Dr. Borsook worked on the project for barely a year before he developed Multi-Purpose Food (MPF), a high protein food supplement that only cost three cents a meal. The affordability of MPF allowed for Clinton to found the not-for-profit organization, Meals for Millions. Over the following decade, Meals for Millions distributed 6.5 million pounds of MPF to relief agencies in 129 countries. The Kaufmans also included some entertainment…
In order to keep the family at least partially entertained during their potential stay in the bomb shelter, Kaufman packed nearly a dozen issues of Analog Science Fiction and Fact Magazine. The American Sci-Fi magazine was first published in 1930. The magazine was best known for publishing many stories that would become classics including stories by Isaac Asimov, Robert A. Heinlein, and John W. Campbell.
Science Fiction Magazines
Magazines like Analog were prominent and widely published periodicals in the 1950s and 60’s. In an era of exploration and science, Americans, in particular, clamored for more stories about science, parallel dimensions, robots, extraterrestrials, futuristic technologies, and the dangers of encountering or abusing any of them. Books, of course, weren’t the only commodities needed for people locked together in a vault.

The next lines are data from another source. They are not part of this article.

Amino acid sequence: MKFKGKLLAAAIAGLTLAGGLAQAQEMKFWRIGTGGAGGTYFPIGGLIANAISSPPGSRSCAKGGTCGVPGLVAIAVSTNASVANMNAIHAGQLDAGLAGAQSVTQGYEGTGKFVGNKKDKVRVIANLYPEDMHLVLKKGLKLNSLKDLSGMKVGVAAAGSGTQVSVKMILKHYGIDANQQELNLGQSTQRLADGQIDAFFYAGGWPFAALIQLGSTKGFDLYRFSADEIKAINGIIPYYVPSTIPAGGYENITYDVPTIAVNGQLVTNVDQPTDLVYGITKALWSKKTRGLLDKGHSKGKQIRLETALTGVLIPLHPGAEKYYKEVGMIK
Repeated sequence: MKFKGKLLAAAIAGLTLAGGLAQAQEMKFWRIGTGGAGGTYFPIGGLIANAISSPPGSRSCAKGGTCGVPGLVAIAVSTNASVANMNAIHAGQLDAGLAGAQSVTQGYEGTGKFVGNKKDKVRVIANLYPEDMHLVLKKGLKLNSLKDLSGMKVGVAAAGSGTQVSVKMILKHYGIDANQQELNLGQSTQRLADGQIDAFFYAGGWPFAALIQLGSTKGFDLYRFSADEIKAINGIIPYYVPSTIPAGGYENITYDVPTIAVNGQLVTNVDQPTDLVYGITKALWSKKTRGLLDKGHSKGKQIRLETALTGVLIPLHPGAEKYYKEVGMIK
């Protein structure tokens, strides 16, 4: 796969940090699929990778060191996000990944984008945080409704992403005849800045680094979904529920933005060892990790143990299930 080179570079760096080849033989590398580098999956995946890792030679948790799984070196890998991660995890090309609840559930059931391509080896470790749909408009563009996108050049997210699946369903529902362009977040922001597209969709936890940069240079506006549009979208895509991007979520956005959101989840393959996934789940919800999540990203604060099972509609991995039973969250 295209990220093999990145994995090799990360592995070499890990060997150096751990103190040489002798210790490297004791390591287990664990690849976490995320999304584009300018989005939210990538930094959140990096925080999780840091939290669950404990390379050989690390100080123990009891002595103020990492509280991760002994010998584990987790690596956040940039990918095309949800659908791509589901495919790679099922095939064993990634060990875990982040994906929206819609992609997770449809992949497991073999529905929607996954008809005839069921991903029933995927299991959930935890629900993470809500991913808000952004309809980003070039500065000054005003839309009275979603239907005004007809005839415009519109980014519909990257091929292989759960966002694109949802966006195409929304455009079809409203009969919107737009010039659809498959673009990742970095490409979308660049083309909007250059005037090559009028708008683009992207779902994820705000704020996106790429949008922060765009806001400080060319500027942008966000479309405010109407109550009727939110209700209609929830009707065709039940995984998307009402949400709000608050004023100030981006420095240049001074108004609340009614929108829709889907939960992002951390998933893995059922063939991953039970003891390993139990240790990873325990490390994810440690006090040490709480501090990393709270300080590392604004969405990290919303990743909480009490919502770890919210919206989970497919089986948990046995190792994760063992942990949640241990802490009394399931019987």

The Otcaseks also found a roll of old Kleenex paper towels, although a single roll might not have lasted very long if used by a family of four. Kleenex was first created in the 1920’s as a way to remove cold cream and makeup but soon branched into a number of different products, including Cottonelle, Huggies, and VIVA.
The bunker also contained a package of Dixie Paper Cups, which were first made in 1907 as a way for trains to easily serve drinks of cold water to their passengers on long drives. Originally called the “Health Kup”, these small, paper cups paved the way for all that came after them. But the last thing the Otcaesks found in the bunker is arguably the most important…
A Cup o’ Joe
All around the room, on shelves and tables, sat jars and cans of ground coffee of several different varieties. Most of them had never been opened, though some, like the rusted one pictured here, have been ravaged by time. The Kaufmans it seemed, had a love for the flavored bean and knew that if it came to nuclear war, they’d need enough to keep them sane as they waited out the fallout together.
Thankfully, nuclear war never came and the Kaufmans never had a reason to use Alvin’s bomb shelter. In the meantime, the Otcaseks are more than happy to have inherited this rare, vintage gem and all of the amazing items contained within. Not just for the history, but for the value these will certainly bring.